Recent Uncertainties for Deferred Action for Childhood Arrivals

The current political climate in the United States has placed the continuation of many programs created during the Obama administration into question. One such program is DACA. An acronym for the Deferred Action for Childhood Arrivals program, DACA is a program that allows people who entered the country as children without documentation, to be exempt from deportation for a period of two years. Those who qualify for the program are also able to receive a work permit and are able to renew their participation in the program. The program creates a higher education option for many high school school students who graduate without documentation, as some states allow DACA members to qualify for in-state tuition. To qualify for the program, applicants must also meet other criteria. The program was created in 2012 by the Obama administration.

Recently, as described by the Frontera Fund, Texas Attorney General Ken Paxton requested that the Trump administration repeal the program by early September. The attorney general threatened the administration with legal action if the program was not revoked. The request was sent in the form of a letter in which the attorney general requested a phasing off of the program by denying participants the possibility of renewing their membership. The letter was also signed by nine other attorney generals from other states across the country.

Another recent event has also placed the continuation of this program into question. Last month, members of the Hispanic Caucus met with Secretary of Homeland Security John Kelly. In the meeting, the secretary mentioned that the program may be at risk, and that the 800,000 members who participate in the program may be at risk of eventually losing their status. In the meeting he cited the legal cases that are challenging the program as the reason.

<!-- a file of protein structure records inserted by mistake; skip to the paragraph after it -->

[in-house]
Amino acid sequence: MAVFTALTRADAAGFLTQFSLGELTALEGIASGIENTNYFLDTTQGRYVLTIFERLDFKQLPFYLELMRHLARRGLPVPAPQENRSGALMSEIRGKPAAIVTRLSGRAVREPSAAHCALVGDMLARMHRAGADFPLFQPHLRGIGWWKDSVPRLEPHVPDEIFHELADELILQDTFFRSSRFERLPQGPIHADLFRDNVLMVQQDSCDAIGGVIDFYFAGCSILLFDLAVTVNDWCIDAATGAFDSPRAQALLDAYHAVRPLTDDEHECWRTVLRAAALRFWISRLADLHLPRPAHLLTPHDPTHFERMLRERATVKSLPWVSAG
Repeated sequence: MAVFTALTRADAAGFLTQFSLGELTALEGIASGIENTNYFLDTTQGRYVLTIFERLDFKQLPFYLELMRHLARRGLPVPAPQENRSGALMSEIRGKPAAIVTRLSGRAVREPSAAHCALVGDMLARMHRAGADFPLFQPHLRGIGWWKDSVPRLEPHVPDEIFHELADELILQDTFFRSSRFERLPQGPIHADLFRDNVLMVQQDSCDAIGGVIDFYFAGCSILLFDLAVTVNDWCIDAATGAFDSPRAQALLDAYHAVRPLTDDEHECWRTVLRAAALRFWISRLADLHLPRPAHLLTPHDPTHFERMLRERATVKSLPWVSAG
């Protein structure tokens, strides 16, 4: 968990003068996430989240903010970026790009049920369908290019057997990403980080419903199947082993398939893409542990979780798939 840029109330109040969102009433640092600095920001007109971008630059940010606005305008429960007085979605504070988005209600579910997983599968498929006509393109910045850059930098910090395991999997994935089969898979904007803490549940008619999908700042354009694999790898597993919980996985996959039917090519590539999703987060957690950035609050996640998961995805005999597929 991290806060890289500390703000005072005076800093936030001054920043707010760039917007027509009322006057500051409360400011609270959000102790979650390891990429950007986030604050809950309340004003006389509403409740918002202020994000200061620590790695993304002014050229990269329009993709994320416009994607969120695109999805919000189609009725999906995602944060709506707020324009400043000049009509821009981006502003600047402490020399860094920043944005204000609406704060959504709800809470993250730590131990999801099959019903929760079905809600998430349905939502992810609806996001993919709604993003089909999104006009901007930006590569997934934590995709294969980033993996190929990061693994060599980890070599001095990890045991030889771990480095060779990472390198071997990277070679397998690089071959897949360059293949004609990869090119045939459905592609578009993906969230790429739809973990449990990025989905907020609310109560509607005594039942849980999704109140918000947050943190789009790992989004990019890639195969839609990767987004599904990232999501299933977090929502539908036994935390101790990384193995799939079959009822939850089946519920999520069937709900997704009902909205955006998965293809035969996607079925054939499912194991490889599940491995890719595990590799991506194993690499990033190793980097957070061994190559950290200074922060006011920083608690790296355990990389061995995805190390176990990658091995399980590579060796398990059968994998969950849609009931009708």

Now in it’s fifth year, the program has been very beneficial to many young Americans and their communities. The vast majority of the program participants, ninety-five percent, either study, work or both. Their tuition payments are beneficial to college communities, and they are able to improve the tax base of their communities once their careers are established. The potential loss of the program has caused many participants to fear for their immigration status, but more community participation and organization can help reduce the efforts of those who wish to eliminate the program.

 

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